According to Ben Moshe et al., 2020, during the third stage of the MSC (Lago-Mare event, 5.55-5.33Ma) the Mediterranean Sea level fluctuated repeatedly. Several parts of the Mediterranean Basin emerged and were affected by intense continentalization, with strong subaerial erosion phenomena, chemical dissolution of the previous Messinian evaporites, and, in the widespread lower basin area, deposition of terrigenous sedimentary facies characterized by brackish to a freshwater fauna (Orszag-Sperber et al., 2000; Rouchy et al., 2007; Gliozzi et al., 2007). This sedimentary facies, called "Lago-Mare" (sensu Ruggieri, 1967), occurs discontinuously but widely in the Mediterranean Basin from the Eastern to the Western Basin (Orszag-Sperber et al., 2000; Rouchy & Caruso, 2006; Gliozzi et al., 2007; Grossi et al., 2011; Faranda et al., 2013, inter alia).

According to the studies undertaken in Sicily and in many geographical areas of the Central Mediterranean Basin, the sediments deposited during the Lago-Mare event are represented by two different facies: the first consists of marls containing oligohaline faunas ("Congeria marls") (Di Geronimo et al., 1989; Sciuto et al., 2018), the second consists of reddish arkosic sands ("Arenazzolo") containing brackish to freshwater ostracods (Bonaduce & Sgarella, 1999; Roveri et al., 2008; Sciuto et al., 2018). Part of this fauna points to original mesohaline to hyperhaline shallow-water paleoenvironments with low oxygen content (Grossi et al., 2015) seemingly produced by overflows from the Pannonian-Pontian Paratethysian waters (Gliozzi et al., 2007; Stoica et al., 2016).

Only a few detailed studies have been carried out on the Messinian ostracods of Tunisia, (Gulf of Gabes, South Tunisia; Bonaduce et al., 1992) and even fewer on the "Lago-Mare" fauna. General studies have been performed on the Messinian facies (El Euch-El Koundi et al., 2009; Abdi et al., 2014; Frigui et al., 2016). Therefore, the main purpose of the present contribution focuses on the ostracod fauna collected from two stratigraphic sequences out-cropping in some localities in Eastern Tunisia, is to verify the presence of both Lago-Mare faunas and Paratethysian species therein.

The acquisition of this data will allow us to understand and to interpret the paleoecologic and paleoclimatic evolution of this area during the post evaporitic phase of the late Messinian.

2. Geological setting

The Messinian facies are relatively rare in Tunisia. The evaporitic ones are only known offshore, the terrigenous ones are only known in the Cap Bon Peninsula in northern Tunisia (Burollet, 1951; Colleuil, 1976; Ben Salem, 1992; Frigui et al., 2016; Temani et al., 2018, 2019) and in the Sahel region (Besème & Kamoun, 1988; Kamoun et al., 2001; Moissette et al., 2010; Abdi et al., 2014; Frigui et al., 2016; Temani et al., 2018, 2019). They are usually squeezed between the upper Tortonian coastal to continental deposits (Saouaf and Somaa Formations) and the Lower Pliocene marine marls.

The Cape Bon Peninsula (Fig. 1 ) is almost entirely constituted by the Jebel Abderrahmane anticline. The oldest series exposed is the Middle Eocene Souar Formation (Burollet, 1956; Abdi et al., 2014). The overlying Neogene deposits consist of marine and terrestrial siliciclastic facies and carbonates (Burollet, 1956; Colleuil, 1976; Demarcq et al., 1976; Ben Salem, 1992; Bédir et al., 1996; Mannaï-Tayech, 2006).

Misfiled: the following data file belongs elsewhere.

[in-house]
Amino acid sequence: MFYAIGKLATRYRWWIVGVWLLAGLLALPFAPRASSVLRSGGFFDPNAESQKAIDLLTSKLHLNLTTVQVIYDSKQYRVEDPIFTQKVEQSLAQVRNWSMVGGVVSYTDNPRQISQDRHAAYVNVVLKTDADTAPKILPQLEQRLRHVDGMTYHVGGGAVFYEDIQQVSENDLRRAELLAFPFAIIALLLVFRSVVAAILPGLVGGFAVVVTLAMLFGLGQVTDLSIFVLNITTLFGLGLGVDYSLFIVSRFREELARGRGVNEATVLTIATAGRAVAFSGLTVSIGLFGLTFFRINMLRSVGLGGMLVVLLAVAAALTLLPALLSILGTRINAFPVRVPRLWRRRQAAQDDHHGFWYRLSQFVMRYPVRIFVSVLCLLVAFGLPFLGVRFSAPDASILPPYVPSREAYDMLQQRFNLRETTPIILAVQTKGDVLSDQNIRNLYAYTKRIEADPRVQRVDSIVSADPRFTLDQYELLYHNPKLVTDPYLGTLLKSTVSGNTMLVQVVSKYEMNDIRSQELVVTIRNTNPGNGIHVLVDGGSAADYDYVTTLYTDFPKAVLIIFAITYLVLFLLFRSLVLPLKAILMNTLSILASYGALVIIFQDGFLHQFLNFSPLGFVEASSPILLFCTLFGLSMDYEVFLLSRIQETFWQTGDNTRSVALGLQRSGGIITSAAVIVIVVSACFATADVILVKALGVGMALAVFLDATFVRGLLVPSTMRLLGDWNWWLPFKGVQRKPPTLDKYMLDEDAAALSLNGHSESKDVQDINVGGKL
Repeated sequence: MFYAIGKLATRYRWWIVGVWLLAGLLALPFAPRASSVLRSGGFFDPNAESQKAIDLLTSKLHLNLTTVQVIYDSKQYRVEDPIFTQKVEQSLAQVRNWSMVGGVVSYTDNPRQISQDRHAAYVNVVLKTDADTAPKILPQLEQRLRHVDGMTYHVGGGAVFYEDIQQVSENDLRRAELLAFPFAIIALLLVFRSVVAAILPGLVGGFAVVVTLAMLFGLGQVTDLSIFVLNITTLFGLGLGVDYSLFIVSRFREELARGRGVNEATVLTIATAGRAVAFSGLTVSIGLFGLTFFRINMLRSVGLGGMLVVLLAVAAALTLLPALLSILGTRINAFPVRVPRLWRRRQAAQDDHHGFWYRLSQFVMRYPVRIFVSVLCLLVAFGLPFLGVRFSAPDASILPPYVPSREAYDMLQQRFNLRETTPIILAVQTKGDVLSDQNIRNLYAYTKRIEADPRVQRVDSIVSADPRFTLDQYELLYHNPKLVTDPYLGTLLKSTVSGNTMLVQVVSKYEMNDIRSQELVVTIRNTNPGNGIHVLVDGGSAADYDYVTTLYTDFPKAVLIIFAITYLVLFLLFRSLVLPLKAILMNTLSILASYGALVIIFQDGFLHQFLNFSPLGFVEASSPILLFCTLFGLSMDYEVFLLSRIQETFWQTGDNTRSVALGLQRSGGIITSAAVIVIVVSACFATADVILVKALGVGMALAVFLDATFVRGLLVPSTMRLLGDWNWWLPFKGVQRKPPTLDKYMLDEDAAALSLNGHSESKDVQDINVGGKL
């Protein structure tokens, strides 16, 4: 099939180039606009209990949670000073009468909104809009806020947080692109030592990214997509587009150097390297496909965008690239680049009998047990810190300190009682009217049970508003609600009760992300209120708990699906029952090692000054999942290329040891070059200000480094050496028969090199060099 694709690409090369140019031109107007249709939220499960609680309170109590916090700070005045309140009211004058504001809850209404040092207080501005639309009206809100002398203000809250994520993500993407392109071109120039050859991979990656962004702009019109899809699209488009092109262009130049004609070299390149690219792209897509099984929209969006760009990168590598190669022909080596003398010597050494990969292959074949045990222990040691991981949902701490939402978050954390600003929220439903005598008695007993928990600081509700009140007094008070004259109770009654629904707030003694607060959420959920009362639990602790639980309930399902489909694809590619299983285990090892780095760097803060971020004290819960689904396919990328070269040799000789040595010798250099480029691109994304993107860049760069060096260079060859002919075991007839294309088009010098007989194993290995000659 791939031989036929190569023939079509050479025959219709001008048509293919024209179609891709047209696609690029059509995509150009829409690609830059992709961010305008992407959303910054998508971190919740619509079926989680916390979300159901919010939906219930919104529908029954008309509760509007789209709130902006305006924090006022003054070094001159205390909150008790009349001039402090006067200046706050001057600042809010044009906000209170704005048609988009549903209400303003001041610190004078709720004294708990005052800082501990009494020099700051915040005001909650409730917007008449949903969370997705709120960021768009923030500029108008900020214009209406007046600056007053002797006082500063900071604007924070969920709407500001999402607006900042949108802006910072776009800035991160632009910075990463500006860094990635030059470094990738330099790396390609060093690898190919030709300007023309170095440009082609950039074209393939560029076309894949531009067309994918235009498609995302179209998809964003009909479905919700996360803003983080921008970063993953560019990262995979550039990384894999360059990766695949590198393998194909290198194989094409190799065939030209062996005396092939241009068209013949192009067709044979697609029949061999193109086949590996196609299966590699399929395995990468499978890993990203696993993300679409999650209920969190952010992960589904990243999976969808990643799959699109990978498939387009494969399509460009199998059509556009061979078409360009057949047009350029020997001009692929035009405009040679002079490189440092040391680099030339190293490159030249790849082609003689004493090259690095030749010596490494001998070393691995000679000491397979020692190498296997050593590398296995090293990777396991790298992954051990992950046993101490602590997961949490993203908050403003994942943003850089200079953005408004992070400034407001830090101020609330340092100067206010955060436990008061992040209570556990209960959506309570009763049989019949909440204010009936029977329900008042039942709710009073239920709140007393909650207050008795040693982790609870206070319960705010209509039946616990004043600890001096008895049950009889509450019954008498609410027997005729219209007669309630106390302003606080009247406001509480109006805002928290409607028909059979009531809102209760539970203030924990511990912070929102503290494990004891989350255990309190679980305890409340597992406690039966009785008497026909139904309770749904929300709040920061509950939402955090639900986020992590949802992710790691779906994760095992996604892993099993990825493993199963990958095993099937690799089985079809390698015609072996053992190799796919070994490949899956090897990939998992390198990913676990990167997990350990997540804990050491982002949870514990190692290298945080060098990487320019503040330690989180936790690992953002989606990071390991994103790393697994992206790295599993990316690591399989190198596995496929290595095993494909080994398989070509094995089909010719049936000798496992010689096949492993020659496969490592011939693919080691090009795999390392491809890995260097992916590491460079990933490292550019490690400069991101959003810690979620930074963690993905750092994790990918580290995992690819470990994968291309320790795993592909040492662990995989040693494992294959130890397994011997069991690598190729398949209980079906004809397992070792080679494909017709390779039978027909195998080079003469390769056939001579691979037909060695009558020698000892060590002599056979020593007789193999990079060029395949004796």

The Sahel area in Eastern Tunisia (Fig. 1 ) extends from the "North-South Axis" eastward to the Mediterranean Sea. It is a flat foreland to the east of the Alpine Domain of Tunisia (Fig. 1 ). The outcropping sedimentary series range from the Upper Miocene to the Quaternary (Burollet, 1956; Demarcq et al., 1967; Kamoun, 1981; Besème & Kamoun, 1988; Bédir, 1995; Gaaloul, 1995; Ben Youssef et al., 2002; Frigui, 2003; Abdi et al., 2014).

Fig. 1
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Figure 1: Structural scheme of the Central Mediterranean area with the location of the OK Section and SAL Section (modified after many authors).

In these areas, the Messinian deposits (Fig. 2 ) are represented by two lithostratigraphic units: the Beni Khiar Fm. and the Oued El Bir Fm. (Colleuil, 1976; Fournié, 1978; Bismuth, 1984; Bédir et al., 1996; Moissette et al., 2010; Frigui et al., 2016). The Beni Khiar Fm., with its lateral offshore equivalent, the Melqart Fm. (Bonaduce et al., 1988), consists of oolitic and bioclastic limestones alternating with sandy and marly layers. The Oued El Bir Fm., or Oued bel Khedim Fm. in offshore wells, consists of sands, sandstones, and sometimes chalky clays. The Beni Khiar Fm. was described by Colleuil (1976) who proposed a Tortonian age for its lower part (Somaa and Beni Khiar formations and a Messinian age for its uppermost part (Oued El Bir Fm.). Ben Salem (1998) and Hooyberghs and Ben Salem (1999) distinguished continental siliciclastic deposits (Somaa Fm.) followed by marine deposits represented by sandstones and clays (Beni Khiar Fm.) referred to the lower Messinian (N17 biozone of Blow). The oolitic limestones follow. The sedimentary sequence ends with lagoonal and lacustrine siliciclastic deposits (Oued El Bir Fm.) attributed to the upper Messinian (Fig. 2 ) (Moissette et al., 2010; Abdi et al., 2014; Frigui et al., 2016).

Fig. 2
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Figure 2: Stratigraphic schema of the investigated region (modified after Frigui et al., 2016).